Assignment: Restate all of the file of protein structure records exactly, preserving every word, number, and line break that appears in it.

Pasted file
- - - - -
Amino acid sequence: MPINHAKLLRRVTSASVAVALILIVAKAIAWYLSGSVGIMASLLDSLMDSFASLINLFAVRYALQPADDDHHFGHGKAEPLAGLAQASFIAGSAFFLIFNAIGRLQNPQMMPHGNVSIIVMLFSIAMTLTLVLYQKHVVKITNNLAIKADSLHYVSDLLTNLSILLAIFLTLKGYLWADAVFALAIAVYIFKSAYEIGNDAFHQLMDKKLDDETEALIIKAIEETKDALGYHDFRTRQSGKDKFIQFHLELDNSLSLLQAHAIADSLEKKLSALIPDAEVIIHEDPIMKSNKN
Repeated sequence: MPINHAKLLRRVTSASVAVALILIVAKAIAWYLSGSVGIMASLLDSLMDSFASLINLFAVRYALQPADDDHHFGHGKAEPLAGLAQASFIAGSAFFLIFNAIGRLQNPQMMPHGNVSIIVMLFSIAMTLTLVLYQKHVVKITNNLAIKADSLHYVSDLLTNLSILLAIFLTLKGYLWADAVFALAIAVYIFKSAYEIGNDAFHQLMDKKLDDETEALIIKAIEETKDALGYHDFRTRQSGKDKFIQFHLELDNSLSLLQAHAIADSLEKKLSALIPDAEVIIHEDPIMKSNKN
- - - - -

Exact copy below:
Amino acid sequence: MPINHAKLLRRVTSASVAVALILIVAKAIAWYLSGSVGIMASLLDSLMDSFASLINLFAVRYALQPADDDHHFGHGKAEPLAGLAQASFIAGSAFFLIFNAIGRLQNPQMMPHGNVSIIVMLFSIAMTLTLVLYQKHVVKITNNLAIKADSLHYVSDLLTNLSILLAIFLTLKGYLWADAVFALAIAVYIFKSAYEIGNDAFHQLMDKKLDDETEALIIKAIEETKDALGYHDFRTRQSGKDKFIQFHLELDNSLSLLQAHAIADSLEKKLSALIPDAEVIIHEDPIMKSNKN
Repeated sequence: MPINHAKLLRRVTSASVAVALILIVAKAIAWYLSGSVGIMASLLDSLMDSFASLINLFAVRYALQPADDDHHFGHGKAEPLAGLAQASFIAGSAFFLIFNAIGRLQNPQMMPHGNVSIIVMLFSIAMTLTLVLYQKHVVKITNNLAIKADSLHYVSDLLTNLSILLAIFLTLKGYLWADAVFALAIAVYIFKSAYEIGNDAFHQLMDKKLDDETEALIIKAIEETKDALGYHDFRTRQSGKDKFIQFHLELDNSLSLLQAHAIADSLEKKLSALIPDAEVIIHEDPIMKSNKN